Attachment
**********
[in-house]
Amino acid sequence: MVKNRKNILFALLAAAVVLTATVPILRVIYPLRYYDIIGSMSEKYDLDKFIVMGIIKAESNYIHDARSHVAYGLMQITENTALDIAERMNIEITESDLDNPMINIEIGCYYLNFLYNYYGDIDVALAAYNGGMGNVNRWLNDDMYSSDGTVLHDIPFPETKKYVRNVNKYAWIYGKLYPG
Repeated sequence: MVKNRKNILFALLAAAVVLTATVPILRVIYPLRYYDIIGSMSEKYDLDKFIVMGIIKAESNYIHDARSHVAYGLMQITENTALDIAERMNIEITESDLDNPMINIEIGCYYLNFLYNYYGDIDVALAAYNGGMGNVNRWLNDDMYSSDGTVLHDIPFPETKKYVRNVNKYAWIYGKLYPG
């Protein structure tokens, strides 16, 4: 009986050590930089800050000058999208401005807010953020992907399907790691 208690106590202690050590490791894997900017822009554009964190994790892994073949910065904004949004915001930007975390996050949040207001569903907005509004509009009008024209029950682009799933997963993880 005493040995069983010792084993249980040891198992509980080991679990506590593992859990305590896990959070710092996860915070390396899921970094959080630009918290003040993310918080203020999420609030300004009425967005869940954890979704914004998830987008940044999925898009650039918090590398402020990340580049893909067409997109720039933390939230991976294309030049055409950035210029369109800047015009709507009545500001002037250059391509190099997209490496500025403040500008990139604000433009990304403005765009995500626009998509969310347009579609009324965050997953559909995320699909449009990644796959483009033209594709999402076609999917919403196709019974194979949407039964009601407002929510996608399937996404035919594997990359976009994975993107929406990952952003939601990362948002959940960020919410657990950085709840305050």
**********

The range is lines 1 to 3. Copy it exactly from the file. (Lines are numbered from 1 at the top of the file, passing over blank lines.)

[in-house]
Amino acid sequence: MVKNRKNILFALLAAAVVLTATVPILRVIYPLRYYDIIGSMSEKYDLDKFIVMGIIKAESNYIHDARSHVAYGLMQITENTALDIAERMNIEITESDLDNPMINIEIGCYYLNFLYNYYGDIDVALAAYNGGMGNVNRWLNDDMYSSDGTVLHDIPFPETKKYVRNVNKYAWIYGKLYPG
Repeated sequence: MVKNRKNILFALLAAAVVLTATVPILRVIYPLRYYDIIGSMSEKYDLDKFIVMGIIKAESNYIHDARSHVAYGLMQITENTALDIAERMNIEITESDLDNPMINIEIGCYYLNFLYNYYGDIDVALAAYNGGMGNVNRWLNDDMYSSDGTVLHDIPFPETKKYVRNVNKYAWIYGKLYPG